Certified Kosher Program

Traditional Values.
Non-Traditional Items.

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Add some variety to your Kosher menu!

For those who require certified Kosher products, Samuels is certified by the Community Kashrus of Greater Philadelphia. We offer variety of fish to fit your menu: Salmon, Chilean Sea Bass, Bronzino, Tuna, Red Snapper, and more.

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Our Certified Kosher Program:

  • Every order is supervised and sealed by our on-site Mashgiach
  • Dedicated Kosher processing room.
  • Variety of fish sourced from around the world.
  • Orders should be placed 48 hours in advance.
  • Competively priced.
  • Educated support team to help plan your menu.

 

What does Kosher mean?

Kosher food is food that meets Jewish dietary laws, or kashrut, which comes from the Hebrew word for “fit” or “proper”. Any food can be called kosher food if it adheres to the Jewish law, or halacha. Conversely, foods typically labeled as “Jewish” aren’t necessarily kosher. Jewish foods are generally those dishes that are traditionally Jewish. kosher-salmon_03Kreplach, cholent, kugel, latke and kishka are all traditional Jewish dishes, but if they are not prepared in accordance with kashrut, they will not be Kosher.  Kosher basically means that something follows all of the Jewish legal guidelines. This process is supervised by the Mashgiach, an Orthodox rabbi, or a person appointed or approved by such a rabbi. Their responsibility is to prevent violations of Jewish dietary laws by inspection.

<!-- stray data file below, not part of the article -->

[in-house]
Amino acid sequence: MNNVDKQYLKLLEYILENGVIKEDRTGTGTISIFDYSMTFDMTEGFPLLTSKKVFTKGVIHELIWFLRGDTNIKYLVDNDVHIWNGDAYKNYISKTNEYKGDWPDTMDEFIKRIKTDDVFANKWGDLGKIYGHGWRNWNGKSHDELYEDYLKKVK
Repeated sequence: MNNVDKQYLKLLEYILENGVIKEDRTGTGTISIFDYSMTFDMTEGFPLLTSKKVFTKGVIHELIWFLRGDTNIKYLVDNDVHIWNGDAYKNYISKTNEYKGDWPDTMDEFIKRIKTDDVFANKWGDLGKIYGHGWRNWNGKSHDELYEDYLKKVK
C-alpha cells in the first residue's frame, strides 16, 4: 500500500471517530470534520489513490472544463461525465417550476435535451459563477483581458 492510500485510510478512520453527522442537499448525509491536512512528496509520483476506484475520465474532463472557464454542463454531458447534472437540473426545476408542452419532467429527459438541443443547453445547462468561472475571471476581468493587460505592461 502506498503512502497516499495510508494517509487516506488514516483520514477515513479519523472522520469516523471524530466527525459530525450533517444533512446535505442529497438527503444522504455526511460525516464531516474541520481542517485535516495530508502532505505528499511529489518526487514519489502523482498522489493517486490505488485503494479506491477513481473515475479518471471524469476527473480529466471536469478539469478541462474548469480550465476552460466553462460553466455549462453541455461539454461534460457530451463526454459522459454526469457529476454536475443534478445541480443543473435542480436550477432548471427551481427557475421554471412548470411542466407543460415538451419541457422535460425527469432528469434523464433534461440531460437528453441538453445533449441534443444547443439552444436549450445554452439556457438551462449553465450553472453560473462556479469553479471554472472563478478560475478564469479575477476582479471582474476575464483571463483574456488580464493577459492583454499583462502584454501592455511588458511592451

What is Kosher fish?

For seafood or fish to be kosher, it must have fins and easily removable scales. The scales must be true scales that can be removed without damaging the skin of the fish. Shellfish generally, and lobsters, shrimp and clams, specifically are not Kosher. Fish, on the other hand, such as tuna, carp and herring are kosher.

The barometer of kosher and non-kosher depends on two variables: the source of the ingredients and the status of the production equipment. Kosher certification, which is the guarantee that the food meets kosher requirements, revolves around these two criteria.

To make identification easier on the consumer, kosher food is often identified by its kashrut certification on the package. Kashrut certification is generally indicated by an identifiable symbol that include the letter K.